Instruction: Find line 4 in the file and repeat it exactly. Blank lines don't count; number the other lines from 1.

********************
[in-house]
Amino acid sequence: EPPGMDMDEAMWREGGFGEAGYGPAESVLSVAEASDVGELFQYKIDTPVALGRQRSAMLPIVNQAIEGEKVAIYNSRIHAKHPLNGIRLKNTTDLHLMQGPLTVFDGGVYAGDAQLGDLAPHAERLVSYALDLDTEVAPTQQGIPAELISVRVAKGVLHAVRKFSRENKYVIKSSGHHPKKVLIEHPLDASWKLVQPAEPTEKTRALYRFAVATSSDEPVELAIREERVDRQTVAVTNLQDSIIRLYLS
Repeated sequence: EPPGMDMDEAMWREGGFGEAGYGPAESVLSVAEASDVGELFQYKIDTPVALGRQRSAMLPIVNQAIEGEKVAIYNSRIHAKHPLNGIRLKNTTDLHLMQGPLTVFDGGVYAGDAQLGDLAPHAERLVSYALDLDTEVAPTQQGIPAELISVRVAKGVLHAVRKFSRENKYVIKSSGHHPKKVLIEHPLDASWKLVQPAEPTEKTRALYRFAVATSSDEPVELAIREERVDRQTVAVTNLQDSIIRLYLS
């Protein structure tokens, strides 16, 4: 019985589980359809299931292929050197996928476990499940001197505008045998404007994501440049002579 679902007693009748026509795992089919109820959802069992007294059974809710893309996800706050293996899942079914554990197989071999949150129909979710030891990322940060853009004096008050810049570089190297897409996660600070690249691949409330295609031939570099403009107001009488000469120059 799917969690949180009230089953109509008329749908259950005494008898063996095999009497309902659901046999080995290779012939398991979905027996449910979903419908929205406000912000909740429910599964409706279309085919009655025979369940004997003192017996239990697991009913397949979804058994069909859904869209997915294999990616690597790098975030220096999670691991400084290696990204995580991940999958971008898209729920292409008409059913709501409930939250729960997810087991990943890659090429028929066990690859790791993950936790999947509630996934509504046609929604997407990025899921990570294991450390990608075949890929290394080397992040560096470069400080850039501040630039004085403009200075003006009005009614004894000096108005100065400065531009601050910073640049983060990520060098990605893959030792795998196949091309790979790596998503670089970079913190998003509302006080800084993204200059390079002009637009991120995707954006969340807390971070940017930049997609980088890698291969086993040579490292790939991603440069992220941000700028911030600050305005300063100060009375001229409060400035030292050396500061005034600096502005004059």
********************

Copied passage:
């Protein structure tokens, strides 16, 4: 019985589980359809299931292929050197996928476990499940001197505008045998404007994501440049002579 679902007693009748026509795992089919109820959802069992007294059974809710893309996800706050293996899942079914554990197989071999949150129909979710030891990322940060853009004096008050810049570089190297897409996660600070690249691949409330295609031939570099403009107001009488000469120059 799917969690949180009230089953109509008329749908259950005494008898063996095999009497309902659901046999080995290779012939398991979905027996449910979903419908929205406000912000909740429910599964409706279309085919009655025979369940004997003192017996239990697991009913397949979804058994069909859904869209997915294999990616690597790098975030220096999670691991400084290696990204995580991940999958971008898209729920292409008409059913709501409930939250729960997810087991990943890659090429028929066990690859790791993950936790999947509630996934509504046609929604997407990025899921990570294991450390990608075949890929290394080397992040560096470069400080850039501040630039004085403009200075003006009005009614004894000096108005100065400065531009601050910073640049983060990520060098990605893959030792795998196949091309790979790596998503670089970079913190998003509302006080800084993204200059390079002009637009991120995707954006969340807390971070940017930049997609980088890698291969086993040579490292790939991603440069992220941000700028911030600050305005300063100060009375001229409060400035030292050396500061005034600096502005004059």